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View Diary: Changing The World, One Gig At A Time: Introducing The Climate Message (20 comments)

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  •  Take a step back..... (1+ / 0-)
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    WarrenS

    The U.S. contribution to global warming is relatively small compared to China and other developing nations.  This article is focusing, to the degree I skimmed it, on this country, which is already making progress.

    The industrial revolution was based not only on machinery, but the fossil based fuels that powered them.  It allowed the green revolution which doubled the worlds population, actually tripled in my own life time.  About a third of these people are on the edge of starvation, or death by wars among desperate people of failed states battling to control the few resources available.

    Let us accept that global warming is mostly man made, but it is a byproduct of something larger, something less pernicious, which is the civilization that we now enjoy.  We can feel better if the U.S. is more green, but we continue to purchase manufactured good from countries over which we have no control-mainly China.

    When I think back over my own life span, approaching 3/4 of a century, and then project this time frame into the future, only one thing is certain.  That just as no one, absolutely no one, could have predicted the outlines of the future that is today, we will be equally wrong about what the world will be like in 2090.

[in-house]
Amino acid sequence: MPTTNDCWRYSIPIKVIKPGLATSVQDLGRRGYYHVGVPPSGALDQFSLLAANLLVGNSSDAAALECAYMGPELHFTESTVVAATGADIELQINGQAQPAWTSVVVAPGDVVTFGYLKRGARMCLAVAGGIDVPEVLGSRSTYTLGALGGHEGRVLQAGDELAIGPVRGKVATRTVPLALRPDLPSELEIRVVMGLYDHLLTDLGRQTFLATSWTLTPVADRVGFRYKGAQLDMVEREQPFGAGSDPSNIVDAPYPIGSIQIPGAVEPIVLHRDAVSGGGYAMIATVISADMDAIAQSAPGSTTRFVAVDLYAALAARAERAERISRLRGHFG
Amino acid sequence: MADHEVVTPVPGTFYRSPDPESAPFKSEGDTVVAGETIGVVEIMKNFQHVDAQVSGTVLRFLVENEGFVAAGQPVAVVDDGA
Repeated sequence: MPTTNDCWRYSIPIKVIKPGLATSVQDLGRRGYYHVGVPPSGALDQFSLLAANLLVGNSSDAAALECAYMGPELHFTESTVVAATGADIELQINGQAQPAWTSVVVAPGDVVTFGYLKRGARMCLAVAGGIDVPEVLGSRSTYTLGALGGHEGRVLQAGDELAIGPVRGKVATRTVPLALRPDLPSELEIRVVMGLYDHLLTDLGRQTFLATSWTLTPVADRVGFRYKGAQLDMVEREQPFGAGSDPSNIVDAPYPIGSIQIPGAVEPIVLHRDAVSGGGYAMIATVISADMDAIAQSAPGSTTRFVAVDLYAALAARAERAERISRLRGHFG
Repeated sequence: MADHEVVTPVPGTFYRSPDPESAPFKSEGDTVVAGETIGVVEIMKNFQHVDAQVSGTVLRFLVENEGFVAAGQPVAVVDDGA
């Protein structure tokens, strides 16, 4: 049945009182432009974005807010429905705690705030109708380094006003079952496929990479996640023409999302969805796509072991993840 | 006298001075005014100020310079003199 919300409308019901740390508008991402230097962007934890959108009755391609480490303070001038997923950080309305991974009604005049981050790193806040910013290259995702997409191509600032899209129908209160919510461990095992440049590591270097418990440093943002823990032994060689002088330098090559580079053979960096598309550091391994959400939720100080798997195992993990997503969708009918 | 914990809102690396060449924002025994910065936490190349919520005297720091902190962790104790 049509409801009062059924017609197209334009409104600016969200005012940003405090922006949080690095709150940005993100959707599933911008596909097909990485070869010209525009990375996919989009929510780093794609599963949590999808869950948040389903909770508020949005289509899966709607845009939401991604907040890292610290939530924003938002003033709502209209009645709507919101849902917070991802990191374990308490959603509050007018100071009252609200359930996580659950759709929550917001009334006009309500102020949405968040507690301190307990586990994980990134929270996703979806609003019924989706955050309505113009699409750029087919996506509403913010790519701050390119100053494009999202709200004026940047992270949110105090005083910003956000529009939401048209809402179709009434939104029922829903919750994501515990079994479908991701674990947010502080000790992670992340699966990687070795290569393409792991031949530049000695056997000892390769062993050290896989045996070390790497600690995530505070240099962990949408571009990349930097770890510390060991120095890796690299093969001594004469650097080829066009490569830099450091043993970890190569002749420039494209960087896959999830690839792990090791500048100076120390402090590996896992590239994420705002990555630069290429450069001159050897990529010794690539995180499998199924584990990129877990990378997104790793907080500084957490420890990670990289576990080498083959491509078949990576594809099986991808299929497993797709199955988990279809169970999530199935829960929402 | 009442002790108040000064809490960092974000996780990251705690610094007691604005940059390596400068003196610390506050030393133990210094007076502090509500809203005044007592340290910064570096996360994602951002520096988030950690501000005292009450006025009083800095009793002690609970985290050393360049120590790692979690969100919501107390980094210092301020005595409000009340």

There are immediate things that can be beneficial, like a treaty to outlaw the transfer of the greatest manufactured cause of death ever, cigarettes.  This is only impossible by the structure of our political system, where a small industry that manufactures these little killers can control the legislature of the most powerful country in the world.

    Study geography a bit.  The earth has had global warming and ice ages from the very beginning, once most scientist now agree actually covering the earth in a few hundred feet of ice.  No humans were responsible, and if we had existed no civilization could have stopped it.

    Let's focus on the possible, which is enough to direct our common energies to doing the best for the most of our fellow humans.

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